Important discussions are taking place in the European Parliament right now and there are divisions between Members of the European Parliament (MEPs) across all national delegations and political groups.

Fish For the Future is a cross-party group of MEPs who want to end overfishing and rebuild fish stocks. They are fighting against those who prefer the short-term benefit of allowing fishermen to catch the last remaining fish over ensuring European fishermen a long-term future.

Source :


Unacceptable Levels: Pollution Just Got Personal

Pollution is not just what you can see littered in the ditches by the side of the road. It is also the hazardous chemicals you can’t see in the air we breathe, the water we drink and wash in, the food we eat, and the ground we play on. In all of our blood and urine, hazardous chemicals can be measured by the dozens. How do they get there? That’s a story worth watching. This movie shows just how ‘up-close and personal’ pollution can be.

Source :



Don’t forget fishworkers

A widely reported conference on the conservation and management of highly migratory stocks like tuna, and of straddling stocks species like cod that lie both within and beyond exclusive economic zoneswas held at New York from
12 to 30 July 1993.

The Conference was of concern to artisanal and small-scale fishworkers for various reasons. The inter-relationship of species implies that excessive harvest of any one species could sometimes affect the catch potential of others, irrespective of juridical boundaries.

The situation is worsened by burgeoning international fisheries agreements to access the under-exploited waters of the South. In Senegal, for example, the artisanal fishworkers’ organisation, Collectif National des Pecheurs Artisanaux du Senegal (CNPS), has been lobbying against the fisheries agreements under the Lome Conven-tion of the European Community. Further, overexploitation of stocks can lead to the migration of fishing fleet into inshore waters. This could threaten the lives and livelihood of artisanal and small-scale fishworkers in the North and the South.

However, the plight of victims of distant water fishing nations received scant attention at the Conference. The Conference made no mention of the importance of human rights aboard fishing vessels of countries known to operate with workers from the South, who are often employed on highly exploitative terms and conditions. Without making amends for this, and without recognizing the vulnerability of artisanal and small-scale fishing communities, there cannot be any responsible fishing.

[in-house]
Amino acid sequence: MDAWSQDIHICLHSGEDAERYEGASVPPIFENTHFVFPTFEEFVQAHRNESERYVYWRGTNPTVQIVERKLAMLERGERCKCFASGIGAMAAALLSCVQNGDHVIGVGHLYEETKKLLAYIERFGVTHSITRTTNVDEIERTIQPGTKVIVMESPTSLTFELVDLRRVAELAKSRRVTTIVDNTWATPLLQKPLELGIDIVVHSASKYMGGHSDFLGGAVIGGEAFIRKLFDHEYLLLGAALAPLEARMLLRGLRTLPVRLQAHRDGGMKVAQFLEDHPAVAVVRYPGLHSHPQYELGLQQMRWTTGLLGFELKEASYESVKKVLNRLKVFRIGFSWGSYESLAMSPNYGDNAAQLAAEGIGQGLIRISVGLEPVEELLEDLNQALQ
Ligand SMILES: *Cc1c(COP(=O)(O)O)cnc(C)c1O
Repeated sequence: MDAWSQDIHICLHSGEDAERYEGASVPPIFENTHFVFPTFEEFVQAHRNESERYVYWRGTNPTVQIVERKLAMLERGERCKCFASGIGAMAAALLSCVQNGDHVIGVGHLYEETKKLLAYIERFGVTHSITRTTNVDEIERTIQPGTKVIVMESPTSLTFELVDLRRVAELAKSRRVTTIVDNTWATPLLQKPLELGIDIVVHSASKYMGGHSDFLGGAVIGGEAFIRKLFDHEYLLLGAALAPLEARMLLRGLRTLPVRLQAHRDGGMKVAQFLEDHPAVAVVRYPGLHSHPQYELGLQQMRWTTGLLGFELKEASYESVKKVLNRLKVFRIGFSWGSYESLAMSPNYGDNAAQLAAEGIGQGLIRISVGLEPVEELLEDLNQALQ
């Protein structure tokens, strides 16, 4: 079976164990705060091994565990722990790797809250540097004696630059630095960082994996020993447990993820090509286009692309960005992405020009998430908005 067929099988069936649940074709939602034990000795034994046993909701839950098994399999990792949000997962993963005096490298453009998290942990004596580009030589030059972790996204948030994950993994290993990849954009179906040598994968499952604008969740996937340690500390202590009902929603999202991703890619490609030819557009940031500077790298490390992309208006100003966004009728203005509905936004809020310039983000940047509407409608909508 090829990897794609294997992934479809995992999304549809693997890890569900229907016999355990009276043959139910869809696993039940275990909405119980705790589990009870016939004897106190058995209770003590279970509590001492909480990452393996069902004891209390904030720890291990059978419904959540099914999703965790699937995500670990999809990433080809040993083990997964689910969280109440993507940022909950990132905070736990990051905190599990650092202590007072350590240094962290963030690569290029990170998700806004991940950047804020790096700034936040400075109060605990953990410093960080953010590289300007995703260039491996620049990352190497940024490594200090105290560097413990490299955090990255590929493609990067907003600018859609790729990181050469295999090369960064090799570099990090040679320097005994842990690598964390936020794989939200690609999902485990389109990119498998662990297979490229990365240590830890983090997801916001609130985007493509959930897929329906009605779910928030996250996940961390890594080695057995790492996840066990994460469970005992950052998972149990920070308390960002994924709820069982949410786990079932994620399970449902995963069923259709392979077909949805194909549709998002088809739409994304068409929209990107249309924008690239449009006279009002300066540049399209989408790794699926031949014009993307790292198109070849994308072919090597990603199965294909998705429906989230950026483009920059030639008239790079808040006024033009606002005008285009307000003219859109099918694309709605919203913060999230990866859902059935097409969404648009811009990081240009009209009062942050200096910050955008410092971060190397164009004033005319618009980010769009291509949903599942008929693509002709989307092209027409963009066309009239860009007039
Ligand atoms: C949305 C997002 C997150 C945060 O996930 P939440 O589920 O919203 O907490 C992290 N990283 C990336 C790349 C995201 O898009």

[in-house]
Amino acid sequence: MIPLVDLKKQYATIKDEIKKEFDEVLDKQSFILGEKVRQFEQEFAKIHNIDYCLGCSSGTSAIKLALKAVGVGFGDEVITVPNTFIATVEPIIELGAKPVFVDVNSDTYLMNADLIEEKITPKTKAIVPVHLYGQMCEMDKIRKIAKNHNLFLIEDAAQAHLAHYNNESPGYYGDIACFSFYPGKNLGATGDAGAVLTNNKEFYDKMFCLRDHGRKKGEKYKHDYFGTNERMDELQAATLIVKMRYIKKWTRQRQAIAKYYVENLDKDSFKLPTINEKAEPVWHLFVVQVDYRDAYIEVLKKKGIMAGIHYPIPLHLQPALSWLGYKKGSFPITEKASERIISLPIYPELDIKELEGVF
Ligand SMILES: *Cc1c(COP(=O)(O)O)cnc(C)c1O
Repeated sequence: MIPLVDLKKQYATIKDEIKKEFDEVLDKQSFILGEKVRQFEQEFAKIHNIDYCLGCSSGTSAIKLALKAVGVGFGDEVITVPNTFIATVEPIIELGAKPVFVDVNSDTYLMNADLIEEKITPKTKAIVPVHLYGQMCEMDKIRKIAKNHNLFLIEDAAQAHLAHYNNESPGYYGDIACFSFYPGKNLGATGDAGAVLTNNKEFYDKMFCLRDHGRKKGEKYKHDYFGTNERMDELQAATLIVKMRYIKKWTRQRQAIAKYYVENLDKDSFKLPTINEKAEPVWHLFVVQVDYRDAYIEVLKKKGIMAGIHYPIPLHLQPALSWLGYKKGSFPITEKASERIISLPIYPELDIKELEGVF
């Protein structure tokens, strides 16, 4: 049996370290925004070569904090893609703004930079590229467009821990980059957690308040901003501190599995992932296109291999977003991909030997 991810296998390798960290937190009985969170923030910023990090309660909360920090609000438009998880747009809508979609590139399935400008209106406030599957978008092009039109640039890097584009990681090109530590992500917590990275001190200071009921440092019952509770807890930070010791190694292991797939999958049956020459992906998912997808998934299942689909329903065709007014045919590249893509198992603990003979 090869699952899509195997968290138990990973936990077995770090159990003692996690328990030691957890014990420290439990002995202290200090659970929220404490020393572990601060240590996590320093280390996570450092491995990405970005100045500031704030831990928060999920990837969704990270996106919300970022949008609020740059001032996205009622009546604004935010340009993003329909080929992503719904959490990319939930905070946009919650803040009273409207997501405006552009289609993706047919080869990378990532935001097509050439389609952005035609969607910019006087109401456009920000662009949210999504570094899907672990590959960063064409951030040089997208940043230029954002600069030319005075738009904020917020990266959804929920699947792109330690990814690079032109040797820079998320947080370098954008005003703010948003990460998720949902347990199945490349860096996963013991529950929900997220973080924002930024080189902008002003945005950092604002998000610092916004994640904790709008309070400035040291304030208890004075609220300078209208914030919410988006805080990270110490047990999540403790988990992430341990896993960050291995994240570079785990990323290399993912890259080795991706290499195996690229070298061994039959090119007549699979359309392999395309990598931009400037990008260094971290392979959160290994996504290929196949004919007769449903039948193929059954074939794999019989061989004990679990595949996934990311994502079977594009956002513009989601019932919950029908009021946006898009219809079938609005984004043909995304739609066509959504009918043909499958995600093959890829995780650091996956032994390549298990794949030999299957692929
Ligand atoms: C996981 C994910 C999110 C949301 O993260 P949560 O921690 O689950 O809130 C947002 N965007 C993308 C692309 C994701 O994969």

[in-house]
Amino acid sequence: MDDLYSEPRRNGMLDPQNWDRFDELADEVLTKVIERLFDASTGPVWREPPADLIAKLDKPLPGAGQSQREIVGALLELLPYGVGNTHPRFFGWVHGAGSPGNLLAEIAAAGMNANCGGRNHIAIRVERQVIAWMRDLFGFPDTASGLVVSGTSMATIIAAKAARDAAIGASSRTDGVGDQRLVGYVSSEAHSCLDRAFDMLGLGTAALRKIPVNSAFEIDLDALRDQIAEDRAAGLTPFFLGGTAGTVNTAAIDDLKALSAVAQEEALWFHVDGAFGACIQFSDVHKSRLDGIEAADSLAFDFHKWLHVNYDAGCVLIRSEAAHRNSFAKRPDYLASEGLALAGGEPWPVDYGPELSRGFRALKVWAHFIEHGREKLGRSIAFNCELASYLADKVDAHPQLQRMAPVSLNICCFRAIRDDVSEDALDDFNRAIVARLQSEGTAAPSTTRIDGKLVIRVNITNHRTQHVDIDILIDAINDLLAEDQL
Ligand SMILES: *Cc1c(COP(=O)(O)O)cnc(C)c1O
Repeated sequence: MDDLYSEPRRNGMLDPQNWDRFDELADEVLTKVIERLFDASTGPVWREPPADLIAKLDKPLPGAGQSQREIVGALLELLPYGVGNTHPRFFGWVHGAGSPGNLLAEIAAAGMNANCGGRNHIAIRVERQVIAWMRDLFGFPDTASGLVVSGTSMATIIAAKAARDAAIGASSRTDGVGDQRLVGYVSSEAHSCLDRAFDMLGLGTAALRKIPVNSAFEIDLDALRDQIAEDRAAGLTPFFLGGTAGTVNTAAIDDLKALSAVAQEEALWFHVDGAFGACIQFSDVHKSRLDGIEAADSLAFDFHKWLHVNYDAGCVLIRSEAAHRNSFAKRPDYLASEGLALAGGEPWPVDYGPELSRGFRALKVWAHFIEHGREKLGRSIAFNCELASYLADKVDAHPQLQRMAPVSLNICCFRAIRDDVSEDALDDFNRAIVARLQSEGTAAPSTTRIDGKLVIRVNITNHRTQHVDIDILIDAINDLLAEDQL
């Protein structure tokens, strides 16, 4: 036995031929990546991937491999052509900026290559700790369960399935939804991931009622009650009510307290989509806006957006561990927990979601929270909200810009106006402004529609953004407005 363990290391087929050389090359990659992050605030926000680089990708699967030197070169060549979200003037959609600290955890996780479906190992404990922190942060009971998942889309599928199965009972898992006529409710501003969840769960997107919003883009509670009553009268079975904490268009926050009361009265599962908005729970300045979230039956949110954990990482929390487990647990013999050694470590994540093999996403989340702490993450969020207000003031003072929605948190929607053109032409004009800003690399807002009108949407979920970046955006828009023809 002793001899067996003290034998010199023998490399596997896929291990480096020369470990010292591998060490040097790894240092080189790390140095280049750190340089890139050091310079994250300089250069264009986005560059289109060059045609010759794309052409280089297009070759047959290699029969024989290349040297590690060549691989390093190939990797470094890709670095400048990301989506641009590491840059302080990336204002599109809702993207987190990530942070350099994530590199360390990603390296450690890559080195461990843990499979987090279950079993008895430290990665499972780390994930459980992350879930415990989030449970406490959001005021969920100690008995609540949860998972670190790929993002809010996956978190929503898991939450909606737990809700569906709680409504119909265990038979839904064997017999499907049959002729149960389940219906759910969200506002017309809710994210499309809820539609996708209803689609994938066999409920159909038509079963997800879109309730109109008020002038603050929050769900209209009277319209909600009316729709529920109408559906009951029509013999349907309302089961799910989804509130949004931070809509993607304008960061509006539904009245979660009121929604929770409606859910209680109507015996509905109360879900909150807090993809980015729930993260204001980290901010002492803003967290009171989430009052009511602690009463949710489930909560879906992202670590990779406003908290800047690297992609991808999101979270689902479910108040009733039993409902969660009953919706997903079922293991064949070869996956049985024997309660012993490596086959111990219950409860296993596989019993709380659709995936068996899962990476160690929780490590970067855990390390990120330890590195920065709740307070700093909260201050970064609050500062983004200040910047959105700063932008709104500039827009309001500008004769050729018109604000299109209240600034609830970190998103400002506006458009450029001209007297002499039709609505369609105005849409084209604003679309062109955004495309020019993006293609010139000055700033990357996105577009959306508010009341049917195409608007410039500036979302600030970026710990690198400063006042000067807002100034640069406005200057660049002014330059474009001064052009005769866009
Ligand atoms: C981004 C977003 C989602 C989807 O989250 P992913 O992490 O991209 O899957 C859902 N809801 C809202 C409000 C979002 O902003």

Discussing fisheries is a very complex matter because fish is, at one and the same time, food, commodity and species. Despite well-documented difficulties, and the near impossibility of obtaining reliable data on straddling and migratory stocks, the Conference is still underpinned on traditional concepts of resource management, which have so far not prevented overfishing anywhere in the world.

– from the Comment in SAMUDRA Report No. 8, November 1993




Ad Hoc Open-ended Informal Working Group to study issues relating to the conservation and sustainable use of marine biological diversity beyond areas of national jurisdiction (Informal Working Group on Marine Biodiversity)

19-23 August 2013, New York, US

Sub-Committee on Aquacutlure

7-11 October 2013, Russian Fed., St. Petersburg

National Governance of Occupational Safety and Health (OSH)

14 – 25 October 2013, Turin, Italy

The International Training Centre of the ILO, in collaboration with SafeWork (the ILO programme which promotes OSH) is organizing this course in Turin to acquaint participants with international guidelines and principles of the ILO and the experience of consolidated and successful national OSH systems and programmes.


The development and adoption of the International Guidelines on Small-scale Fisheries could play a role in addressing fisheries-related issues, using a human-rights-based approach.

This ICSF subsite provides links to gender and small-scale fisheries (SSF), and various legal frameworks relevant to SSF, including judgements in favour of SSF both at national and international levels.


Billion-Dollar Fish: The Untold Story of Alaska Pollock by Kevin M. Bailey. The University of Chicago Press. 288 pages. 2013.ISBN 978-02-260-2234-5

This book traces the origins and explosive growth of the commercial pollock fishery in the United States since World War II to its subsequent crash and eventual recovery. The author focuses on the interplay between fish population dynamics and ocean ecology.